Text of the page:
It is a feature of the present invention that the elongated wire portions provide superior current density characteristics over the entire electrode, thereby substantially promoting the desired electrical stimulation capacity. Further, substantial physical integrity is provided with respect to the entire electrode, thereby minimizing deleterious effects upon uniform current density characteristics, such as might result from stretching of the electrode during installation or adjustment thereof with respect to the patient.

DESCRIPTION OF THE DRAWINGS

FIG. 1 shows an isometric view of a partially complete electrode embodying the principles of the present invention, viewed from the underside thereof, at the time of installation of a wire for interconnection with external apparatus.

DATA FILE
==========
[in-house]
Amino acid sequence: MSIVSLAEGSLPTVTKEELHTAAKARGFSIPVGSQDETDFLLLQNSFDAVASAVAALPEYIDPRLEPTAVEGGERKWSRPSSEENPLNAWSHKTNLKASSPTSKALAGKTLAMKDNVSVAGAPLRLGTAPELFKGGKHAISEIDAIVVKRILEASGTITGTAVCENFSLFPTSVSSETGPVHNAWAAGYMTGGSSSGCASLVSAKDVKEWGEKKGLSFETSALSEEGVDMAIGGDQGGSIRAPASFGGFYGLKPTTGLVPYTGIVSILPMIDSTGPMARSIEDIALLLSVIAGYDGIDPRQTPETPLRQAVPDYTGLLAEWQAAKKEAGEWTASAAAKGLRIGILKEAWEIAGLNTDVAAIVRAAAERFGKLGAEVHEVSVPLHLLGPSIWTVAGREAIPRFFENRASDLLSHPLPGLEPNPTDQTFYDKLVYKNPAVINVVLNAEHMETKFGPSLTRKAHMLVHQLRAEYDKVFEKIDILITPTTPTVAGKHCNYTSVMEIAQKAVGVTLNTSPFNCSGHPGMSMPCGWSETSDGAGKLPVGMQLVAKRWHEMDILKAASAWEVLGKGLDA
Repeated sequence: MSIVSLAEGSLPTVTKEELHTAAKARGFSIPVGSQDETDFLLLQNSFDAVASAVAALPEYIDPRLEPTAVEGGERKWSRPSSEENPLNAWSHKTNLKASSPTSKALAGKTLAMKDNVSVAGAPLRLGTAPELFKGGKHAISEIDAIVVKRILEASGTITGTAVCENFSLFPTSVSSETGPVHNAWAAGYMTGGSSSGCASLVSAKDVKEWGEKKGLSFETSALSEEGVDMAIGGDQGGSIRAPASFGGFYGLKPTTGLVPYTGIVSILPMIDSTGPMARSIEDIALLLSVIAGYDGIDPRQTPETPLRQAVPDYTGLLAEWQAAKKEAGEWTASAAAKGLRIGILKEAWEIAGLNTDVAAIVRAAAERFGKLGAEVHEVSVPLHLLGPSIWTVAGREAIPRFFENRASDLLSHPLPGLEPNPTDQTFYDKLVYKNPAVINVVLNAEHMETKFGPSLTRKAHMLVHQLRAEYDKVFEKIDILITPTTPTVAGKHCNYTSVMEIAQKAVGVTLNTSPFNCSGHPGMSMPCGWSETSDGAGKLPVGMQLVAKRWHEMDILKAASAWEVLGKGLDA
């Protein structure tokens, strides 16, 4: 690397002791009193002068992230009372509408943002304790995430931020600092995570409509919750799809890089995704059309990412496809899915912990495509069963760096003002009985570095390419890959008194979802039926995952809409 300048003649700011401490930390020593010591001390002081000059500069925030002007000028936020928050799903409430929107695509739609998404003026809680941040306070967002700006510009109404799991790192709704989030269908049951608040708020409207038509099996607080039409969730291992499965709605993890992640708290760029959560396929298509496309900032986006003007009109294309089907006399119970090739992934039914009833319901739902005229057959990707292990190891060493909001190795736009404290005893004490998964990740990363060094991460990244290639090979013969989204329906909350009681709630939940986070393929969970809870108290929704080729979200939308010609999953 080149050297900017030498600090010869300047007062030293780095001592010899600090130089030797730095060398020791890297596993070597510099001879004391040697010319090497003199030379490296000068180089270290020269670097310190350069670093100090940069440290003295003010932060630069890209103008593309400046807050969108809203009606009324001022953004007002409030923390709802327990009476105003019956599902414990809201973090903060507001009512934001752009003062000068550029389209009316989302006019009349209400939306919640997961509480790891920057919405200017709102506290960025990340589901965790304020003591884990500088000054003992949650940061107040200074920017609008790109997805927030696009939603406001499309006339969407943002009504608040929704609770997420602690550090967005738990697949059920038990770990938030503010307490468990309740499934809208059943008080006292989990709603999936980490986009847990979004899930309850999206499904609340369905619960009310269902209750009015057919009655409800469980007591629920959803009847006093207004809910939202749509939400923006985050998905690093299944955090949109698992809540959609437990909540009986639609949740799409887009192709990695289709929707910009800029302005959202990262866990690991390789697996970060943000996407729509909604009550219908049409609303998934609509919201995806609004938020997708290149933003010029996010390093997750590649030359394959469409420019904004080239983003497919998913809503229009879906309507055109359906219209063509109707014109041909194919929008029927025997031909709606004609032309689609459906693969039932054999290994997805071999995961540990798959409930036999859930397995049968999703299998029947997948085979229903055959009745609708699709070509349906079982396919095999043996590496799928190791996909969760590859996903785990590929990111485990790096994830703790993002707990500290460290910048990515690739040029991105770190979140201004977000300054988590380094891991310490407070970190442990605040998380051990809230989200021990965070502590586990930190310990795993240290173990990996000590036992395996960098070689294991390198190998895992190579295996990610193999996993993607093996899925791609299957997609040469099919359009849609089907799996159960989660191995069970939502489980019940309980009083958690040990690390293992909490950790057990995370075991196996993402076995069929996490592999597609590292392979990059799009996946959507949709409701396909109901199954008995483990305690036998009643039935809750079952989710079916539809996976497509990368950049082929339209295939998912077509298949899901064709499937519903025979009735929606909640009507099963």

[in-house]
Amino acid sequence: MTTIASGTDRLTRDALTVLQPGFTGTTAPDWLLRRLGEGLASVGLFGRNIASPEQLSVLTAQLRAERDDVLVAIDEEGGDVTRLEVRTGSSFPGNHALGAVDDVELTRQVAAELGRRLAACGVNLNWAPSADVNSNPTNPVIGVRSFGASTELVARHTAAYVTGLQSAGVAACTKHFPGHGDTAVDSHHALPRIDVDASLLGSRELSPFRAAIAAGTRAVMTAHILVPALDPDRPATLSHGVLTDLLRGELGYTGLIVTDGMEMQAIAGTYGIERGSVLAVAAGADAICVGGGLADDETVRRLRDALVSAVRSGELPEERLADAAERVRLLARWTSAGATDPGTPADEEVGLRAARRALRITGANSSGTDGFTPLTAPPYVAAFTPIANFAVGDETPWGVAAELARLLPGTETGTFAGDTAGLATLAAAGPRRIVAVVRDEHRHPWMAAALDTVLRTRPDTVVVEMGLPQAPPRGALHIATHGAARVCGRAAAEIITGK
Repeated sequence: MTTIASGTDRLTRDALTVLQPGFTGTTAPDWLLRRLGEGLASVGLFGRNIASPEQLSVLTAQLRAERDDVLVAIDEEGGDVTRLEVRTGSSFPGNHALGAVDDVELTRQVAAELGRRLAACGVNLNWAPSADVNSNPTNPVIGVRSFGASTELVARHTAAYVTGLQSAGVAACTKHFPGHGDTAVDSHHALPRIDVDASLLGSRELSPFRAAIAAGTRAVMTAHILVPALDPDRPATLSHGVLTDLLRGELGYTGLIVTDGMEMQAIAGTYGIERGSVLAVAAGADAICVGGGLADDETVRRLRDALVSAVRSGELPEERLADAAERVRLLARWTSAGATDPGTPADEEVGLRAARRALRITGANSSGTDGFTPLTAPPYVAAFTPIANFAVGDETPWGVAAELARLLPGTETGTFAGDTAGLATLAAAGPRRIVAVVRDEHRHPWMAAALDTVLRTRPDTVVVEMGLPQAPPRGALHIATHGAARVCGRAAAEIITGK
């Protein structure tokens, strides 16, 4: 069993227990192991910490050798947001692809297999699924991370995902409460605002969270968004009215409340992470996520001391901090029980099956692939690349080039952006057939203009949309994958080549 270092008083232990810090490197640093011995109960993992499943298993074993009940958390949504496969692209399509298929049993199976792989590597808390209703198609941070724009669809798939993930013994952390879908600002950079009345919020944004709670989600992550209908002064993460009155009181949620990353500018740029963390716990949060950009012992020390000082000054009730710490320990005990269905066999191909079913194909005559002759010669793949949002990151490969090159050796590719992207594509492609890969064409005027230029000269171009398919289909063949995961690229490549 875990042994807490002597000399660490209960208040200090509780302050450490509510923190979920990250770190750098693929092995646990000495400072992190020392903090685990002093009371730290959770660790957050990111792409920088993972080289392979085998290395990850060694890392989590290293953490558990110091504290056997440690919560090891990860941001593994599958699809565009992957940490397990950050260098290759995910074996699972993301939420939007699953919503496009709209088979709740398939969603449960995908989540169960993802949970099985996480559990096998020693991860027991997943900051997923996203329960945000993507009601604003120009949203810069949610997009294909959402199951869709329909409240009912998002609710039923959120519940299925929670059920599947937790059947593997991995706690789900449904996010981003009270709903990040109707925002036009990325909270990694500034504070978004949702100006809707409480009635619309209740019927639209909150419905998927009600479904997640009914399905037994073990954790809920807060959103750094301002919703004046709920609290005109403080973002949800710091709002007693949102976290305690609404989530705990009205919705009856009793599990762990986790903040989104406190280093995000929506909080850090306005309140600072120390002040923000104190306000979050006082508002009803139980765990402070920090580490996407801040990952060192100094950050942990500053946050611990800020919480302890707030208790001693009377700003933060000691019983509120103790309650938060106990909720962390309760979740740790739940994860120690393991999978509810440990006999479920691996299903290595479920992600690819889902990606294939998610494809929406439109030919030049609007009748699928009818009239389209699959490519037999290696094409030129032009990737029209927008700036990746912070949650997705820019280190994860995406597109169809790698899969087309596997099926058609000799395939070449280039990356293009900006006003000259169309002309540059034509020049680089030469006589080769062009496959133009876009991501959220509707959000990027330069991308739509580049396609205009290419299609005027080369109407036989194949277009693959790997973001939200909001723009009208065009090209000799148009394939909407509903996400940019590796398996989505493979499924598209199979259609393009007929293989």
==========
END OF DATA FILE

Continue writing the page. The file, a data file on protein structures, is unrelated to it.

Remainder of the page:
FIG. 2 shows a similar view of a portion of the same electrode, upon subsequent application of insulating reinforcement over the external connection wires.

FIG. 3 shows a transverse cut-away of the FIG. 2 electrode, further including installation of a conductive substrate of polymer adhesive material.

BEST MODE FOR CARRYING OUT THE INVENTION

Basic features of electrodes for application to a patient's body, and particularly for purposes of transcutaneous nerve stimulation, include adequate flexibility or draping to facilitate contact over the contour of the patient's body, uniform current density over the desired area of stimulation, uniform adherence of the electrode to the patient's skin, and stable electrical characteristics for the duration of use or reuse of the electrode. Even in the case of a "one-shot" disposable electrode, in which no reuse in contemplated, it is important that the structural and electrical integrity of the electrode be maintained while the paper backer is stripped off in anticipation of application, and while the electrode is adjusted or readjusted for proper positioning on the patient.